Risk factors in oral and oropharyngeal squamous cell carcinoma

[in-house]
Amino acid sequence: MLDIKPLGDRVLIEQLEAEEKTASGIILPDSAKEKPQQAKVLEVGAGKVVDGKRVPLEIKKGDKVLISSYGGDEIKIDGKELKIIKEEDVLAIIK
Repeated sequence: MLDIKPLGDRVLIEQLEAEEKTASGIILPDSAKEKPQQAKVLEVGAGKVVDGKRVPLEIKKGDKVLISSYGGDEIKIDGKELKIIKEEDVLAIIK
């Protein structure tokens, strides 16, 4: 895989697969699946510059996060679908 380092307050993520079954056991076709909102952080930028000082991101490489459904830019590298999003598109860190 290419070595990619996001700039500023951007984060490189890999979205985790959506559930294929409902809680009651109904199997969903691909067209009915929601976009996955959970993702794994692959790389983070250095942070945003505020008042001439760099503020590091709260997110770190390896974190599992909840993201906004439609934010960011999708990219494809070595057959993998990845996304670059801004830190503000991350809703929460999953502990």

Abstract: In the year 2002, about 275,000 inhabitants around the world developed oral cancer and over half of them will die of their disease within 5 years. Oral and oropharyngeal squamous cell carcinoma (OOSCC) accounts for about 1% of all cancers in Sweden – which is low compared to the incidence on the Indian subcontinent and in other parts of Asia, where it is one of the most common forms of cancer. The incidence in Sweden is increasing, however. The study comprised 80% (132/165) of all consecutive cases living in the Southern Healthcare Region, born in Sweden and without previous cancer diagnosis (except skin cancer), who were diagnosed with OOSCC during the period September 2000 to January 2004. Using the Swedish Population Register, 396 cancer-free controls were identified and matched by age, gender and county. Of these individuals, 320 (81%) agreed to take part in the study. Cases and controls were subjected to a standardised interview, identical oral examinations including panoramic radiographs, and cell sampling for human papillomavirus (HPV) analysis. In total 128 patients with planned curative treatment were followed for a median time of 22 months (range 0 – 36). The aims were to assess different potential risk factors in OOSCC such as oral hygiene, dental status, oral mucosal lesions, alcohol and tobacco use, virus infection, and some related to lifestyle. A further aim was to assess the influence of these factors on recurrence or occurrence of a new second primary tumour (SPT) of squamous cell carcinoma. In multivariate analysis average oral hygiene (OR 2.0; 95% CI 1.1–3.6) and poor oral hygiene (OR 5.3; 95% CI 2.5–11.3), more than 5 defective teeth (OR 3.1; 95% CI 1.2–8.2) and more than 20 teeth missing (OR 3.4; 95% CI 1.4-8.5), as well as defective or malfunctioning complete dentures (OR 3.8; 95 % CI 1.3–11.4) were identified as significant risk factors for development of OOSCC. Regular dental care reduced the risk of OOSCC (OR 0.4; 95% CI 0.2–0.6). The cases reported a higher consumption of alcohol than the controls. More than 350 g of alcohol per week (OR 2.6; 95% CI 1.3–5.4) and 11–20 cigarettes per day (OR 2.4; 95% CI 1.3-4.1) were dose-dependent risk factors. The results showed a tendency for women to have a greater risk (OR 1.8) than men at any given level of tobacco consumption. There was no increased risk of OOSCC among users of Swedish moist snuff. There was a significant relationship between high-risk human papillomavirus (HPV) infection and OOSCC (OR 63; 95% CI 14–280). Forty-seven of the cases (36%) were high-risk HPV infected and 7 (5.3%) were low-risk HPV infected in the specimens collected from the oral cavity. The corresponding figures for the controls were 3 (0.94%) and 13 (4.1%), respectively. The high-risk HPV types found in the oral cavity were the same types as observed in cervical cancer. Tumour stage was associated with both higher relative rate (RR) of recurrence or second primary tumour (SPT) of squamous cell carcinoma, and death in intercurrent diseases (DICD), defined as death before the occurrence of recurrence or SPT. High-risk HPV infected patients had an almost threefold increased RR of recurrence/SPT, but seemingly a lower RR of DICD compared to high-risk negative cases. Patients with tonsillar carcinoma had a significantly higher cause-specific RR of recurrence/SPT (RR 2.06; CI 0.99 - 4.28) compared to patients with OSCC of other sites. High alcohol consumption was associated with a high RR of recurrence/SPT, but not with DICD. There was no increased RR of recurrence/SPT related to smoking, but an association between smoking and DICD. In conclusion, the results in this study confirm that both smoking tobacco and alcohol consumption are risk factors for OOSCC. The use of Swedish moist snuff had no effect on the risk. Independent risk factors identified are poor oral hygiene, inadequate dental status and malfunctioning complete dentures. Regular dental check-ups are a preventive factor. Among other possible risk factors studied, high-risk HPV infection appears to be the strongest. Highrisk HPV infection increases the cause-specific RR of recurrence or SPT. Tumour stage influences the rate of recurrence/SPT.
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